As part of the composer's 200th birthday celebrations, the second Chopin Forum – the first was in 1999
– was convened by Chopin scholar John Rink, who, with fellow-participants Jim Samson and Jean-Jacques Eigeldinger, edits the New Critical Edition of Chopin published by Peters. Other participants were performers and teachers Kenneth Hamilton, Ronan O'Hora, Peter Donahoe and Kevin Kenner, plus piano restorer David Winston. With the possible exception of Jean-Jacques Eigeldinger's very scholarly account of Chopin's first Paris concert in 1832, almost every Forum presentation had a lively general appeal. As one contributor commented, Chopin's music is conceived for the piano in a way that Beethoven's, for example, isn't. By this, I believe, they meant that it originates in keyboard improvisation, working with and not against the instrument's tactile and sonorous qualities, for instance by focussing climaxes in the middle and not the outer registers. Samson's brilliant New Grove essay on Chopin – the distillation of a career's writing and thinking about his music – comments that it uniquely embodies the expressive and technical characteristics of the instrument. But it's also true that his music decisively shapes our view of what pianism involves.
There is a further question of course: "characteristics of which instrument?" This was the topic of the Roundtable "Playing Chopin on the Pianos of his Time", which featured David Winston of the Period Piano Company, who restored the 1839 Pleyel used in the Forum. For him, the restored instrument offers "another way of playing the music"; it is "a kind of recording device that enables us to hear sound from Chopin's time". For John Rink, in contrast, original instruments offer a "key to a world beyond" – beyond our present, he means – helping performers translate Chopin's soundworld convincingly onto the modern piano.
The panel agreed with the late Hans Keller's thought – something like "We can play their instruments, but can't hear with their ears" – without following Charles Rosen's counsel of despair in apparently dismissing our use of early instruments. Chopin was the most colouristic of keyboard composers, and although familiar with Erard pianos – somewhat closer to the modern piano – he favoured the soft-toned Pleyel, and according to Jean-Jacques Eigeldinger, was delighted with his instruments. Lizst, in contrast, complained about their lack of robustness, and projection, preferring the louder and therefore heavier instruments that appeared towards the end of his life.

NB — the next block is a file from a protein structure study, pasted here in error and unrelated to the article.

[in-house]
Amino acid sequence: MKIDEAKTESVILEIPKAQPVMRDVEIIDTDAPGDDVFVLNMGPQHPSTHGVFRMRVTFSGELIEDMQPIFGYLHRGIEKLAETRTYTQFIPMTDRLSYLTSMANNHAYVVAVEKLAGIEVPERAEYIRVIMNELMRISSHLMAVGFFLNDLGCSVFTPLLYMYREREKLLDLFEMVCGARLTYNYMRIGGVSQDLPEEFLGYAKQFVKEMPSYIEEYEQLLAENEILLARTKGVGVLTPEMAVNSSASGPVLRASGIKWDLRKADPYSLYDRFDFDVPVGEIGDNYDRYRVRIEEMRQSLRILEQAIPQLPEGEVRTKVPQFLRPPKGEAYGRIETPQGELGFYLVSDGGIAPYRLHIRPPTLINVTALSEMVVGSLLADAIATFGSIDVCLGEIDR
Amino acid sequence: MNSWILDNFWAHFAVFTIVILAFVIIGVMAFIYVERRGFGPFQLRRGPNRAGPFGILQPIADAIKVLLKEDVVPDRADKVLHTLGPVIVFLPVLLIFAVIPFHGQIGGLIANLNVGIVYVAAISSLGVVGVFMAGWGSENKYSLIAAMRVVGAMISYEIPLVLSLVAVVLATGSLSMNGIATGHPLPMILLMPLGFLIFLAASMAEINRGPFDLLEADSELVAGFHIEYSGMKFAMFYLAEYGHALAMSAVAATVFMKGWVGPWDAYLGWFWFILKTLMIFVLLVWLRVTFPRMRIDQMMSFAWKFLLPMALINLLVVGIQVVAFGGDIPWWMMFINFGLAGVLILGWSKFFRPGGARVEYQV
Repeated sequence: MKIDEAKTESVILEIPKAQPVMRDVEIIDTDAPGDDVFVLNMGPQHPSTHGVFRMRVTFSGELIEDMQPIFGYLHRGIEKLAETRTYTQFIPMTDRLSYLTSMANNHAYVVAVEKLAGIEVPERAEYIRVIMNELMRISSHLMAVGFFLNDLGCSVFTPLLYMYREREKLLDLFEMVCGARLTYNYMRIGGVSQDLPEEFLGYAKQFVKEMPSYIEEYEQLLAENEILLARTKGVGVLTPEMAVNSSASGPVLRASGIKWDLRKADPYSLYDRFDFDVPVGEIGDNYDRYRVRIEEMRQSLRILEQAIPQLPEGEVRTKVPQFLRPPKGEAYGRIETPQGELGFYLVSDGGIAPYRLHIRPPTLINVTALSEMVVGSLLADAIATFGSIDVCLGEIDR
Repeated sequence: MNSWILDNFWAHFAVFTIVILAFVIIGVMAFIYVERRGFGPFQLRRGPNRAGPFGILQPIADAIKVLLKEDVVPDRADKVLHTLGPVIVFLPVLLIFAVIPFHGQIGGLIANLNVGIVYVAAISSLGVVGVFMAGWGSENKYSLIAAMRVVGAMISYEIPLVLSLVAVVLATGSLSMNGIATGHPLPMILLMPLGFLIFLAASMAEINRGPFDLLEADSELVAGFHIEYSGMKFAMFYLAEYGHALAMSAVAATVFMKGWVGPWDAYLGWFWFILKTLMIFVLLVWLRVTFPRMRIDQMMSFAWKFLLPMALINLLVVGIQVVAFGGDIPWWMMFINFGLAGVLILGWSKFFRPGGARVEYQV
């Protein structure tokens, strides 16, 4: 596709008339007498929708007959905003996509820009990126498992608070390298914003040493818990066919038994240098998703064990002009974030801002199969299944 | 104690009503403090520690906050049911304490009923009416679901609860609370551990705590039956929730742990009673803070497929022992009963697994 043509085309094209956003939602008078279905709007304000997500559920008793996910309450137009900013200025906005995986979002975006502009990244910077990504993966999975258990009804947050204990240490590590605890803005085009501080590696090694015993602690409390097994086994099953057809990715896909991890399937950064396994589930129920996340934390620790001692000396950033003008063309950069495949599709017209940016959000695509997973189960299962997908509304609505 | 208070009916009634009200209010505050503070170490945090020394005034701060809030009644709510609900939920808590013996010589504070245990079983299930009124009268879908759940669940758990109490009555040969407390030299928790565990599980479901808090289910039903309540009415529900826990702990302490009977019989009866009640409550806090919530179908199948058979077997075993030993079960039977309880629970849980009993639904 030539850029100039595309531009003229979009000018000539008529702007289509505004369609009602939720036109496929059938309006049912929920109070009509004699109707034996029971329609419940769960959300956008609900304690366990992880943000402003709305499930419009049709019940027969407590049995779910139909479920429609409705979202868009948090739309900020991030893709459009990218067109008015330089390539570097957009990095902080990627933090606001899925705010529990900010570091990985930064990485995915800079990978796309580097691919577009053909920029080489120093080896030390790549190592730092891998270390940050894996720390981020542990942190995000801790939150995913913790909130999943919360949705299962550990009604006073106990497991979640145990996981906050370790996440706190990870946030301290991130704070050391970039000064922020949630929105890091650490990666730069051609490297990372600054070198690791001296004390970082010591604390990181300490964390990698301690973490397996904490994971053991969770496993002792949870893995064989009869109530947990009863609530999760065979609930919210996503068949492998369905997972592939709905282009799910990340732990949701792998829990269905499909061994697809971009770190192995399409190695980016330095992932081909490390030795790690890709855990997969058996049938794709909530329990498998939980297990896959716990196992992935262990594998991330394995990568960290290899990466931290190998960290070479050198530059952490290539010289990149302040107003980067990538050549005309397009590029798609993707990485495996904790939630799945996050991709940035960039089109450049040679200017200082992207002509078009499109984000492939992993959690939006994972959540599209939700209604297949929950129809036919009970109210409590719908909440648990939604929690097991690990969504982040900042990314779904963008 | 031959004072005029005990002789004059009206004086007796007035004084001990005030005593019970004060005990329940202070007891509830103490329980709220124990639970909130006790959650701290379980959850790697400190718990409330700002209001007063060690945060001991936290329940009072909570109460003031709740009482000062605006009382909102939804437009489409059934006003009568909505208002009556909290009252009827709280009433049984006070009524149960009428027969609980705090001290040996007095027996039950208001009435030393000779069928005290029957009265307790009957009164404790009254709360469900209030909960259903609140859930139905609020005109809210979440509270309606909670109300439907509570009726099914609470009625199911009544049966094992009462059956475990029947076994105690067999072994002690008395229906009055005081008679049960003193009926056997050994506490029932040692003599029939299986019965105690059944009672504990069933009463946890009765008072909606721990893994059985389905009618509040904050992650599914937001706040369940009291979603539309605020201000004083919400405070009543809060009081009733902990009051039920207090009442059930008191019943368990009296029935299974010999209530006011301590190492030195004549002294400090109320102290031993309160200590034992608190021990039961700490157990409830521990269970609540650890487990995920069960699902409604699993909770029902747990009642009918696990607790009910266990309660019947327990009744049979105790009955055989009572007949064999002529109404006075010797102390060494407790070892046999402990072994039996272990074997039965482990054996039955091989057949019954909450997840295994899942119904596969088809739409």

John Rink remarked on the 1839 instrument's idiosyncrasies, and clearly the performer's experience is very different on a Pleyel compared to a modern Steinway. The different zones and voices across the keyboard contrast with Steinway consistency, and there's also a greater homogeneity across different Steinway instruments. Pedalling is very different, in that on a Pleyel the dampers are much lighter and so do not work as efficiently as on modern instruments, and its single-escapement action means that notes cannot repeat rapidly. The challenge of the modern piano is to avoid being too heavy, while with older pianos it's the reverse – to project sufficiently. Pianists of the time had to ornament, otherwise the note would die. As David Winston commented, playing a Pleyel is like driving a car without power-steering – an experience it's increasingly easy to forget – although as Rink commented, the instrument essentially requires a wrist/digital technique. A "Nocturne" aesthetic dominates our idea of Chopin, but as the panel noted, some of his music seems to call for a big sound.
These are intriguing issues that ultimately concern the aesthetics of music – as do other topics addressed by Messrs Rink, Samson and Hamilton. Rink's talk on "Playing (with) the Chopin sources" suggested that changes or ambiguities in Chopin's scores – in one notorious instance, a change in tempo marking from "Vivace" to "Largo" – resulted from a struggle to make an imperfect notation express what he wanted it to, rather than a change in what he wanted. (A problem that composers have always confronted, of course.) Rink wasn't quite prepared to see Chopin as essentially an improviser who lacked the concept of a fixed work, but the panel discussion almost got to that viewpoint in the second Roundtable, "Teaching Chopin".